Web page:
Great overall octagon control for MacDonald had Saffiedine backing up the whole round with Rory stalking hard. A caught-kick takedown by Macdonald showed some important ground aggression early on. Although he was able to get back to his feet quickly, this kick-counter-takedown seemed to put a chill on Saffiedine’s leg kick attempts for the duration of the round. At the end of Round 1, the iceman’s unflinching stare-down followed Tarec all the way to his corner. Rory’s mental game, constant pursuit, and menacing combinations seem to have seriously hampered Saffiedine’s aggression. Saffiedine looked frustrated and uncharacteristically immobile by the end of the round, putting Round 1 clearly in the books for MacDonald.
Round 2 started with a great combination by MacDonald in the center of ring and continued with Rory controlling distance well, dominating the reach-game, and making it hard for Saffiedine to get in. And with the lead left hand-check by MacDonald, Saffiedine’s jabs were all but smothered for the first half of Round 2. Speed also played a recurring role in MacDonald’s favour leading to a series of missed strikes and whiffs by Saffiedine against Rory’s evasive defense. MacDonald was too fast for Tarec to establish a regular touch of MacDonald’s chin or body, or to slow the pace enough to set up his often lethal leg kicks. The caliber of Saffiedine’s past opponents seemed to prepare him little for the speed he was facing by the higher-ranked MacDonald.
Rory was lighter on the lead leg in the second round and was successful at checking several of Saffiedine’s kicks early on in the frame, but Saffiedine landed a few sharp leg kicks with painful results in the later part of Round 2.
Overall, it was a better round for Saffiedine than Round 1 in the strikes-landed department, yet he was unable to stop or slow the relentless stalking pursuit of MacDonald and, with a hard overhand right and kick grazing the face of Saffiedine at the 4:18 point, MacDonald proved successful time and again at keeping the fight at his—and just out of Saffiedine’s—range for striking. By the bell ending Round 2, Saffiedine’s face was starting to show real wear and tear and a growing frustration at the relentless, out-of-range attack being inflicted by MacDonald.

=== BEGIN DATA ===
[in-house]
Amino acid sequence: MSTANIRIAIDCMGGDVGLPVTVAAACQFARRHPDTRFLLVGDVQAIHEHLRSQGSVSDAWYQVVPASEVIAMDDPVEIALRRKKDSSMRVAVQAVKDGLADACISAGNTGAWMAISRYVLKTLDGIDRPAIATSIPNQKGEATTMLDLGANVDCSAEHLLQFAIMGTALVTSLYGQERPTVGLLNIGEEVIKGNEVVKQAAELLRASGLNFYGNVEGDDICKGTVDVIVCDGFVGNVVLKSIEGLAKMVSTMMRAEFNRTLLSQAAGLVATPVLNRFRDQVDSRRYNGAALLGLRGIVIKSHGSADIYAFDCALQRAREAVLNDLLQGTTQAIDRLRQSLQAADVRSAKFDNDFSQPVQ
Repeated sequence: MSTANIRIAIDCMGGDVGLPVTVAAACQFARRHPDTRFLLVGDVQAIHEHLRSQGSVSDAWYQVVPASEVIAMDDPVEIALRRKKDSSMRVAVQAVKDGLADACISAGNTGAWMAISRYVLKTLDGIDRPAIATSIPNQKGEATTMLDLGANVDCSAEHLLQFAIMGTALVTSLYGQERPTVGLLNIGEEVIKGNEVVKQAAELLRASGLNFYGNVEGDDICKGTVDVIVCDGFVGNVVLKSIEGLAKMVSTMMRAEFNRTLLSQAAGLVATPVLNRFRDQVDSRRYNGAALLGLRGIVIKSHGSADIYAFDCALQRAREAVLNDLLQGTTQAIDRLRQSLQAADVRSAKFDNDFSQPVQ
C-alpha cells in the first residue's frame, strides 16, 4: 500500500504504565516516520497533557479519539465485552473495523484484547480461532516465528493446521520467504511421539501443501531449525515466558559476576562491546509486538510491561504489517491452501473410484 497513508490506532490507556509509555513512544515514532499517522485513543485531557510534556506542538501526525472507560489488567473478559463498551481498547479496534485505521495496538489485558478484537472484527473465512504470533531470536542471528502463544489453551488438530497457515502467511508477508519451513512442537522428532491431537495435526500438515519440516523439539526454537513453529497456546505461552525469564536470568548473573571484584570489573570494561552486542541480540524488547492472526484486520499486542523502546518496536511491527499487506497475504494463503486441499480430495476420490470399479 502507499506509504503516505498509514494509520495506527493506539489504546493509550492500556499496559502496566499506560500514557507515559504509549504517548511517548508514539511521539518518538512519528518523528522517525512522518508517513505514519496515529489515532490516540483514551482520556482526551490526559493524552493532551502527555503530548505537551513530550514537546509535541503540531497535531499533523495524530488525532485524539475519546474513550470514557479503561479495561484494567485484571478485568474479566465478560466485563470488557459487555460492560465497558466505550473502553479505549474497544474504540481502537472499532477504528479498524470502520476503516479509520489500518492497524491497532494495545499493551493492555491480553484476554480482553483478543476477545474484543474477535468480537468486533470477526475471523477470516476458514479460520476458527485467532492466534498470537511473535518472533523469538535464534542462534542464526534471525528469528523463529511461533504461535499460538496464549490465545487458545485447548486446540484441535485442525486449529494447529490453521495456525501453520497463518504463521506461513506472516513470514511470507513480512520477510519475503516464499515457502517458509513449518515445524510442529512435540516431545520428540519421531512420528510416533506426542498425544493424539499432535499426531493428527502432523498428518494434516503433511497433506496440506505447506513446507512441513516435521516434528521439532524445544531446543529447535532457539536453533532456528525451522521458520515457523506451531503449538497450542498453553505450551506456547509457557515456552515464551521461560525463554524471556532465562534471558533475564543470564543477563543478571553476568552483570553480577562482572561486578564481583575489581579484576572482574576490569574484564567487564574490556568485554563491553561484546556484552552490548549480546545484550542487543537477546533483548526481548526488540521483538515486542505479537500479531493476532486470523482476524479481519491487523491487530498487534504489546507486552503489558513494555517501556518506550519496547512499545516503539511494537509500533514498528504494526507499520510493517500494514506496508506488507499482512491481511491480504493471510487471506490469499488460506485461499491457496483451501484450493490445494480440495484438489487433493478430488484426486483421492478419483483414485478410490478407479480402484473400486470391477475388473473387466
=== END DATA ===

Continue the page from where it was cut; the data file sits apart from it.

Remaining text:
Down 2 rounds, Saffiedine came out like a savage, landing a fierce string of leg kicks and punches against MacDonald to start Round 3, but with Rory pushing a calculated and menacing pace and rhythm the whole fight, Saffiedine was never given the chance to put MacDonald in any trouble, push him back, or push him off his forward-dominant game of aggression. Then, as the fighters both stood toe-to-toe and planted for what might have been a jaw-rattling exchange, the Canadian phenom landed an amazing overhand right followed by a crushing left uppercut, sending Saffiedine to the canvas. To cap off a dominant night of precision assault and chilling mental toughness, MacDonald unleashed some fight-stopping ground-and-pound to deliver, for the first time in Saffiedine’s MMA career, his first loss due to stoppage.
Rory MacDonald treated lucky fans to a dramatic and championship-calibre performance: the seriousness, superior technique, and killer instinct that Macdonald displayed were striking and indomitable. Rory doesn’t have much to say; he doesn’t have games to play or plans to make before fights. Instead, he wins by coldly and methodically studying, neutralizing, and breaking all opponents in the ring. Without a ripple in his confidence, he says he is ready to collect the welterweight title and return the belt to its rightful place, around the waist of a Canadian combat king. The ‘psycho killer’ Rory MacDonald, is back. The iceman from the north has definitely—this time without argument—arrived. And he seems ready to plunder the UFC gold and to dominate a new era in cold, Canadian, savagery in the octagon, atop the very best of the UFC’s scariest welterweights. The chilling presence of MacDonald’s expressionless technical attack on Saffiedine Saturday made him worthy of his old nickname, The Canadian Psycho, and put the UFC management, Hendrix and Lawlor, on notice: there’s an ice-cold killer coming.